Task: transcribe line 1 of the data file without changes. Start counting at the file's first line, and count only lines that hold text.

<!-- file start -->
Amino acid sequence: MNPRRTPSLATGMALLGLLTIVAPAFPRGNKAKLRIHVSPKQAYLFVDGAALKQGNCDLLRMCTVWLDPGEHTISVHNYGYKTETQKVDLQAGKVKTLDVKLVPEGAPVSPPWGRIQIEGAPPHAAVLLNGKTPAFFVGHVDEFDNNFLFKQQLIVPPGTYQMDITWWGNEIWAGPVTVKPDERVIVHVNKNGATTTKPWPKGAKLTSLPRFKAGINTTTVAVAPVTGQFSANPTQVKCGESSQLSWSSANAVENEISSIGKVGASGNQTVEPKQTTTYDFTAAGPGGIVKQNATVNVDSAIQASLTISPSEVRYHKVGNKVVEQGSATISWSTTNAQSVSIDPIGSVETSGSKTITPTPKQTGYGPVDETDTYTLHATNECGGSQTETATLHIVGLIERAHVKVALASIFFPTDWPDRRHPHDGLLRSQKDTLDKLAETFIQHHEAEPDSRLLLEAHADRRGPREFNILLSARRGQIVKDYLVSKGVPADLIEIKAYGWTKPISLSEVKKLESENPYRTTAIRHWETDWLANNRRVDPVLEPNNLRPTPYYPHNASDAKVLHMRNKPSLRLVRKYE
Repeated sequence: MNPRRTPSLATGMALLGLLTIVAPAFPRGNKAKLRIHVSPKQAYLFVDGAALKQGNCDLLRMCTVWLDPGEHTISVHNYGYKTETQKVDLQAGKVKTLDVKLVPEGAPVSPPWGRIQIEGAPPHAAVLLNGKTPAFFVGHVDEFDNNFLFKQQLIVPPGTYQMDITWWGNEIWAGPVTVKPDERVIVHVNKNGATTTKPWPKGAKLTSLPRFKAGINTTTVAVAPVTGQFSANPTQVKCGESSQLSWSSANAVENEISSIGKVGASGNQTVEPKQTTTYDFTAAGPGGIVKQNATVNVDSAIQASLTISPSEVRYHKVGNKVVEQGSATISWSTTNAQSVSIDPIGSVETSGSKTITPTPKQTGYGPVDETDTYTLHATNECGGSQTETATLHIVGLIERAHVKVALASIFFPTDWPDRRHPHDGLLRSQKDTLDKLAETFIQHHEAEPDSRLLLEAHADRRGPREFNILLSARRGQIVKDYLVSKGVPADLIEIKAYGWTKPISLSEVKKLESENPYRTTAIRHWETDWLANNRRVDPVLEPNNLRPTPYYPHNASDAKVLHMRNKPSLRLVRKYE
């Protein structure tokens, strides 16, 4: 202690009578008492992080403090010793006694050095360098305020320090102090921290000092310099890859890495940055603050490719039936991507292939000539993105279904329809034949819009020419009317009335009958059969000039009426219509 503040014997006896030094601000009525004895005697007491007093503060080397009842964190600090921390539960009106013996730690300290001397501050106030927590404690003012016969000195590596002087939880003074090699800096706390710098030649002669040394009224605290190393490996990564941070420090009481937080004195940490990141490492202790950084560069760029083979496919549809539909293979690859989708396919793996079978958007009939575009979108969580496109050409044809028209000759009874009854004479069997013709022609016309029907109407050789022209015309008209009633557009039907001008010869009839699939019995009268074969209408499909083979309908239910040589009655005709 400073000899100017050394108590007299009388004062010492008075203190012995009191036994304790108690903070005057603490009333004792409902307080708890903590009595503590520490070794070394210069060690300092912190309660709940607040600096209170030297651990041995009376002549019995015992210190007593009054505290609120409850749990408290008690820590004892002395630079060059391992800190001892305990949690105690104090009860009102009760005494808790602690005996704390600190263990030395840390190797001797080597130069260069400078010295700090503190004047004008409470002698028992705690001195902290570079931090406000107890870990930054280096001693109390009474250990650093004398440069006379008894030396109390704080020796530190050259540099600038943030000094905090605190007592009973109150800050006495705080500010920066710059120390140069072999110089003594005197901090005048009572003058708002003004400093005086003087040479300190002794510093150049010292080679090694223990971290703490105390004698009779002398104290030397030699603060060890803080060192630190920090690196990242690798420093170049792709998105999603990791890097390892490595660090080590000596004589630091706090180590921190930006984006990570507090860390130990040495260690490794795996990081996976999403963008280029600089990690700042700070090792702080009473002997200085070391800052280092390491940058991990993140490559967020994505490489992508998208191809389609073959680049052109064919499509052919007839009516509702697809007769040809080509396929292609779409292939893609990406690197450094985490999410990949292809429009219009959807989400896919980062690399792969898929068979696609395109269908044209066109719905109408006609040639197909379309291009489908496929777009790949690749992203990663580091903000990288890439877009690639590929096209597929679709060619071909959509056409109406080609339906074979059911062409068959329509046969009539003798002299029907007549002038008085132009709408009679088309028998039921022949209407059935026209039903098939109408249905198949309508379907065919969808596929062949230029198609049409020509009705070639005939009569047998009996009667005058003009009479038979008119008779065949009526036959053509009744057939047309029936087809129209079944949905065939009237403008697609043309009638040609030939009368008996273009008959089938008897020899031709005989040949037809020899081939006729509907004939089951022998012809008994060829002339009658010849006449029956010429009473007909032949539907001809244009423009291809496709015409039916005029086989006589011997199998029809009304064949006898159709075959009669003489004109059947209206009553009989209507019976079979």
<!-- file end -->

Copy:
Amino acid sequence: MNPRRTPSLATGMALLGLLTIVAPAFPRGNKAKLRIHVSPKQAYLFVDGAALKQGNCDLLRMCTVWLDPGEHTISVHNYGYKTETQKVDLQAGKVKTLDVKLVPEGAPVSPPWGRIQIEGAPPHAAVLLNGKTPAFFVGHVDEFDNNFLFKQQLIVPPGTYQMDITWWGNEIWAGPVTVKPDERVIVHVNKNGATTTKPWPKGAKLTSLPRFKAGINTTTVAVAPVTGQFSANPTQVKCGESSQLSWSSANAVENEISSIGKVGASGNQTVEPKQTTTYDFTAAGPGGIVKQNATVNVDSAIQASLTISPSEVRYHKVGNKVVEQGSATISWSTTNAQSVSIDPIGSVETSGSKTITPTPKQTGYGPVDETDTYTLHATNECGGSQTETATLHIVGLIERAHVKVALASIFFPTDWPDRRHPHDGLLRSQKDTLDKLAETFIQHHEAEPDSRLLLEAHADRRGPREFNILLSARRGQIVKDYLVSKGVPADLIEIKAYGWTKPISLSEVKKLESENPYRTTAIRHWETDWLANNRRVDPVLEPNNLRPTPYYPHNASDAKVLHMRNKPSLRLVRKYE